Anti-Semitism, someone once said, is the socialism of fools: but he might just as well have said that socialism is anti-Semitism with the Jews left out, for both doctrines appeal to the same resentments, hatreds, and style of thought. It was no accident, as the Marxists used to put it, that Marx himself, though Jewish, was a ferocious anti-Semite who accepted the ancient stereotype of the Jew as a bloodsucking usurer. Socialist and anti-Semite alike seek an all-encompassing explanation of the imperfection of the world, and for the persistence of poverty and injustice: and each thinks he has found an answer.
There are other connections between left-wing thought and anti-Semitism (usually believed to be a disease of the Right alone). The liberal intellectual who laments the predominance of dead white males in the college syllabus or the lack of minority representation in the judiciary uses fundamentally the same argument as the anti-Semite who objects to the prominence of Jews in the arts, sciences, professions, and in commerce. They both assume that something must be amiss—a conspiracy—if any human group is over- or under-represented in any human activity, achievement, or institution.
The cartoonists in the left-leaning British press rarely pillory plutocratic capitalists without giving to them a distinctly Der Sturmer–type Jewish visage or physique: fat and hook-nosed, they have slavering lips and hanging jowls. Looking at the cartoons, one wonders how long it will be before accusations of ritual murder are made. Not long ago, The Observer, the oldest and most distinguished of the British liberal journals, published a flagrantly anti-Semitic poem by the Oxford English don, Tom Paulin, who later opined that American Jewish settlers on the West Bank should be shot.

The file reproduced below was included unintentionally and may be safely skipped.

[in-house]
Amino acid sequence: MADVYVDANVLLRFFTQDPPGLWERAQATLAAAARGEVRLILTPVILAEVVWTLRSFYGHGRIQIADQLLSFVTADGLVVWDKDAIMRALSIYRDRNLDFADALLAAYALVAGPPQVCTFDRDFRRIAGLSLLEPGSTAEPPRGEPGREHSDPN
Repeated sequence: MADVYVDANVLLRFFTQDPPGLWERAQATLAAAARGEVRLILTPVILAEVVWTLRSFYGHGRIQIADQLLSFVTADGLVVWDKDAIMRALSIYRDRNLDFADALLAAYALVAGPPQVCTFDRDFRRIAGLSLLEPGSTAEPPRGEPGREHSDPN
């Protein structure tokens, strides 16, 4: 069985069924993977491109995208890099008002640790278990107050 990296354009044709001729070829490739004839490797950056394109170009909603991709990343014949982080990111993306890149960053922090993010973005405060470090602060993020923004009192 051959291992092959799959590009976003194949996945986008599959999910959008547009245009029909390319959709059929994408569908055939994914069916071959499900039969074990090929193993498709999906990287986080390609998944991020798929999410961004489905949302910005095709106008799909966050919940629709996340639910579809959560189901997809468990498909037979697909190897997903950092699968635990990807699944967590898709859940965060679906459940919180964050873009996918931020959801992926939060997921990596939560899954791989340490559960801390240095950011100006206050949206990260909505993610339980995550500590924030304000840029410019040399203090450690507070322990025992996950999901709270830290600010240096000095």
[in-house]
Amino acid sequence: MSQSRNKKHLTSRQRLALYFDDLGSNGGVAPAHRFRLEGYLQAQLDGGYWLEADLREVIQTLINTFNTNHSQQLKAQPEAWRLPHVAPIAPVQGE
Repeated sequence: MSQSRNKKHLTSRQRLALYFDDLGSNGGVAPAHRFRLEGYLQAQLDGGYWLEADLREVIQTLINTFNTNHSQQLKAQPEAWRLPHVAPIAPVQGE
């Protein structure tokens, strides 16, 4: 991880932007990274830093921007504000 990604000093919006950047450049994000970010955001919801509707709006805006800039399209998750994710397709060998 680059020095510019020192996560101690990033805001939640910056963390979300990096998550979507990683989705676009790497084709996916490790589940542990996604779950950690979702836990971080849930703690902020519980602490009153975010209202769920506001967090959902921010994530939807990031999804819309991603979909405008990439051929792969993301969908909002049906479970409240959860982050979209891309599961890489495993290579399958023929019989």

The Middle East conflict has given respectability to old prejudices, especially in British academic circles. Two hundred British academics, some eminent, have selected Israel, of all the countries in the world, as the object of a total boycott, as if Israel were a uniquely evil state. While one can disagree strongly with the Israeli government’s policies without being anti-Semitic, the selection of Israel alone for a boycott in a world in which atrocity and suppression of freedom are routine must arouse suspicions of pre-existing animus—that is to say, of old-fashioned anti-Semitism.
When Professor Mona Baker of the University of Manchester Institute of Science and Technology dismissed two Israeli academics from the editorial board of two academic journals, The Translator and Translation Studies Abstracts, on the sole grounds that they were Israeli, not a peep of protest was heard from British academics, though if she had dismissed the academics on the grounds that they were Syrian, Rwandan Hutu, or Muslim, a great fuss would have ensued. Professor Baker (born and educated in Egypt) said she thought she was only doing what many British academics would have done in the circumstances.
True, a belated reaction has now set in, and Professor Baker’s own university is investigating her for her high-handed reaction. She might even face dismissal. But what is clear is that anti-Semitism is no longer (if it ever was) the preserve of the neo-Nazis. Because of the structural similarities between leftist thought and anti-Semitism, it remains a permanent temptation on the Left as well as on the Right.